California workers are guaranteed the right to work in a safe place under the Occupational Safety and Health Act. As FindLaw explains, this federal statute requires that workplaces be maintained by employers in a manner that poses no known dangers to worker health and safety that could cause injury, illness or death. The Occupational Safety and Health Administration enforces the law by establishing safety standards and monitoring work sites to ensure that they comply with all OSHA regulations.
As part of maintaining a safe workplace, OSHA mandates that employers do the following things:
- Provide safety training to their workers if and when necessary
- Provide required safety gear such as helmets, gloves, goggles, safety vests, harnesses, lifelines, etc.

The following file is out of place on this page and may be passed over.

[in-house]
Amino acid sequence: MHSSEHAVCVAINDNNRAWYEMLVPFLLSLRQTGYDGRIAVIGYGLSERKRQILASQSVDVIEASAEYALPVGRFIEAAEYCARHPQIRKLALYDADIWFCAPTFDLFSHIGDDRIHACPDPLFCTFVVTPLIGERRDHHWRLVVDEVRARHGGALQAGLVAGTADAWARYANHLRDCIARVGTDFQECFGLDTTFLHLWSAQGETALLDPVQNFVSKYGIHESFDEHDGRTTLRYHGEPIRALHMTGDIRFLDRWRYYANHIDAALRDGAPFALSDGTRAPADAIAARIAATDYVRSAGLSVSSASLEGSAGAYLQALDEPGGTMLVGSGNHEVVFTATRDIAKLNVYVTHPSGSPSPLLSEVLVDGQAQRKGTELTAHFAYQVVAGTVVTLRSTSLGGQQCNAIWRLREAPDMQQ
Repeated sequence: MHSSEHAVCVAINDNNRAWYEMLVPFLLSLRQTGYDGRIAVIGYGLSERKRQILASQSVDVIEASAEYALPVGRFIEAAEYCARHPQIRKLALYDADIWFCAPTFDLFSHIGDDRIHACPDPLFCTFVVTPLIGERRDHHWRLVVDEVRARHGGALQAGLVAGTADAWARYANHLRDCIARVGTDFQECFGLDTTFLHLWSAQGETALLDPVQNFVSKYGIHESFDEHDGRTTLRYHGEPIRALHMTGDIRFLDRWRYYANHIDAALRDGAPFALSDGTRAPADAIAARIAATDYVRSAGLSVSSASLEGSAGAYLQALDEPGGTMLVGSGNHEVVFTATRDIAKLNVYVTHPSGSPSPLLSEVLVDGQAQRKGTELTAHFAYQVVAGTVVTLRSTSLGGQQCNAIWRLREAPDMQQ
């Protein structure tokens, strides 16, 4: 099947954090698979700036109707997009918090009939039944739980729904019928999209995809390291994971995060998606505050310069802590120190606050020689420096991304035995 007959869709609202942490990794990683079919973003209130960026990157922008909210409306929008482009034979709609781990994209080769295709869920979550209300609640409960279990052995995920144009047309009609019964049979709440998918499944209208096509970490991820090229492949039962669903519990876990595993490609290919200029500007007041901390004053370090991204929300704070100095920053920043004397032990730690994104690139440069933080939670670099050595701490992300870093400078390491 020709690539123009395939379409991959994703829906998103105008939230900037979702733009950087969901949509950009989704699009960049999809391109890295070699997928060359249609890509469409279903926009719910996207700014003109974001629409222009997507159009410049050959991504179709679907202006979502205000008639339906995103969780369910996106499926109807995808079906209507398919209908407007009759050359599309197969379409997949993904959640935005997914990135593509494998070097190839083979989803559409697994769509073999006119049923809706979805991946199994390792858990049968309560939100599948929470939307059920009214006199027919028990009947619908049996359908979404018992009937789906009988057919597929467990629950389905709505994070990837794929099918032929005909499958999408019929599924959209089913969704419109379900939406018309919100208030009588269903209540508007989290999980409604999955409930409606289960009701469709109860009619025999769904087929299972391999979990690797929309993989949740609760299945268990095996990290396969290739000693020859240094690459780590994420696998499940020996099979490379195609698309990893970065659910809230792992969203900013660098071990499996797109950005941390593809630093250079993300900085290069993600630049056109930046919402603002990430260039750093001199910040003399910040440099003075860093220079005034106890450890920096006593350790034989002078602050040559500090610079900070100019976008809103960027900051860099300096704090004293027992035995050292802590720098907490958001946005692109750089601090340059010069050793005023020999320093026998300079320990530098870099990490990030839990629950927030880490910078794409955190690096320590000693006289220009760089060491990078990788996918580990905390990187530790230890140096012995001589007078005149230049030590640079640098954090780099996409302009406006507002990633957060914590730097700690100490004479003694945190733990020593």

- Protect their workers from toxic chemicals
- Post an OSHA job safety notice at all work sites
- Keep a record of any workplace injury, deaths and/or hazardous material exposures
Safety hazard procedures
Workers who believe that an unsafe workplace condition exists that poses an imminent danger to their lives should immediately report it to their employer and to OSHA. They also have the right to refuse to work if they believe that the immediacy of the danger poses a substantial risk of death or serious injury, their employer will not fix it, there is insufficient time to notify OSHA and they have no alternative but to stop working.
If the hazardous condition does not pose an imminent danger, workers should notify their employer of it in writing. Should their employer fail to correct it, they should file a written complaint with OSHA and request an OSHA inspection. Under OSHA regulations and many state laws, workers are protected from employer retaliation for reporting a workplace safety violation.